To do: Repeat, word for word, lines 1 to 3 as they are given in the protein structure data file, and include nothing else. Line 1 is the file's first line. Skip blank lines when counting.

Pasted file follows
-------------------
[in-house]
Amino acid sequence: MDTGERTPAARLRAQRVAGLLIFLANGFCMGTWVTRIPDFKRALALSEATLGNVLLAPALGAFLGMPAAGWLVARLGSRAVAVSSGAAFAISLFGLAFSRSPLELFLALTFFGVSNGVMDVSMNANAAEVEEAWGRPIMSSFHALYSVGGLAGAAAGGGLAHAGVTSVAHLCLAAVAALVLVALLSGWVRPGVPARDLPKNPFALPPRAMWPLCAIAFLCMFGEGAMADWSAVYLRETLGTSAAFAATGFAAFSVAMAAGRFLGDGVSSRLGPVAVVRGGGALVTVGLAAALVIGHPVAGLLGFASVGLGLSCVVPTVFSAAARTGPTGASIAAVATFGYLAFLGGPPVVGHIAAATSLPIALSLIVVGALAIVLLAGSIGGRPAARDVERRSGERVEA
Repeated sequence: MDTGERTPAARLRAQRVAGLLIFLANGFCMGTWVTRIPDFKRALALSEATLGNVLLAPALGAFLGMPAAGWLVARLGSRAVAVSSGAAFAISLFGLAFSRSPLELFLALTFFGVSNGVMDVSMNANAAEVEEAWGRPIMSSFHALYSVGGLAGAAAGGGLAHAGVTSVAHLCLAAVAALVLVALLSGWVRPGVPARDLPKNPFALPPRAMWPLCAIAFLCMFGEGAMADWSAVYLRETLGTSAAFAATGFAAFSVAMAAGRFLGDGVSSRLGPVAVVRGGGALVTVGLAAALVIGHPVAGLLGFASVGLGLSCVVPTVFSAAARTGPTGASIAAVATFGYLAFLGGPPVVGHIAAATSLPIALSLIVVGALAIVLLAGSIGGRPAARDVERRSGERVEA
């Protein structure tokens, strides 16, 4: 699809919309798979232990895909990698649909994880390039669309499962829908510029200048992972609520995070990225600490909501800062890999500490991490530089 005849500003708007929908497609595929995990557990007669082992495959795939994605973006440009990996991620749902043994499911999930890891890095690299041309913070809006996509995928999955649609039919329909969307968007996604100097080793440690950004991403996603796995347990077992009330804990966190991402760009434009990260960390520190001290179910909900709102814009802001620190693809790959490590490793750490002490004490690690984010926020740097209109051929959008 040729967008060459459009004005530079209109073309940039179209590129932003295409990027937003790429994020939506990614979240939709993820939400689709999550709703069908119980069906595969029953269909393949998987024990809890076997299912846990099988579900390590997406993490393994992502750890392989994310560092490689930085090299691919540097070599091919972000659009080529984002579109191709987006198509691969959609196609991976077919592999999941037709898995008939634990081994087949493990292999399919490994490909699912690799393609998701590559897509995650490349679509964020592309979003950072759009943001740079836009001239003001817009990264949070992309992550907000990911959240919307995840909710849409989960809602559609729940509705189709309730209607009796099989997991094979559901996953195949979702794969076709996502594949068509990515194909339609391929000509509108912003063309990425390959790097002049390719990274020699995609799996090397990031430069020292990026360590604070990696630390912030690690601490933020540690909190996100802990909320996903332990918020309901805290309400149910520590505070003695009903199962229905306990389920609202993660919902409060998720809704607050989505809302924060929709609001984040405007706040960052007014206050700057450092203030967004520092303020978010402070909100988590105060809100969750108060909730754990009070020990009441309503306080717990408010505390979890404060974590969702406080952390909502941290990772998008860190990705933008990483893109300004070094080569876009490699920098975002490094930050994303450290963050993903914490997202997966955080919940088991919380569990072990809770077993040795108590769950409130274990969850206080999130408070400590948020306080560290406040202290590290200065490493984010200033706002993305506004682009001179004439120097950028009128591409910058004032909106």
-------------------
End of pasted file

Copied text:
[in-house]
Amino acid sequence: MDTGERTPAARLRAQRVAGLLIFLANGFCMGTWVTRIPDFKRALALSEATLGNVLLAPALGAFLGMPAAGWLVARLGSRAVAVSSGAAFAISLFGLAFSRSPLELFLALTFFGVSNGVMDVSMNANAAEVEEAWGRPIMSSFHALYSVGGLAGAAAGGGLAHAGVTSVAHLCLAAVAALVLVALLSGWVRPGVPARDLPKNPFALPPRAMWPLCAIAFLCMFGEGAMADWSAVYLRETLGTSAAFAATGFAAFSVAMAAGRFLGDGVSSRLGPVAVVRGGGALVTVGLAAALVIGHPVAGLLGFASVGLGLSCVVPTVFSAAARTGPTGASIAAVATFGYLAFLGGPPVVGHIAAATSLPIALSLIVVGALAIVLLAGSIGGRPAARDVERRSGERVEA
Repeated sequence: MDTGERTPAARLRAQRVAGLLIFLANGFCMGTWVTRIPDFKRALALSEATLGNVLLAPALGAFLGMPAAGWLVARLGSRAVAVSSGAAFAISLFGLAFSRSPLELFLALTFFGVSNGVMDVSMNANAAEVEEAWGRPIMSSFHALYSVGGLAGAAAGGGLAHAGVTSVAHLCLAAVAALVLVALLSGWVRPGVPARDLPKNPFALPPRAMWPLCAIAFLCMFGEGAMADWSAVYLRETLGTSAAFAATGFAAFSVAMAAGRFLGDGVSSRLGPVAVVRGGGALVTVGLAAALVIGHPVAGLLGFASVGLGLSCVVPTVFSAAARTGPTGASIAAVATFGYLAFLGGPPVVGHIAAATSLPIALSLIVVGALAIVLLAGSIGGRPAARDVERRSGERVEA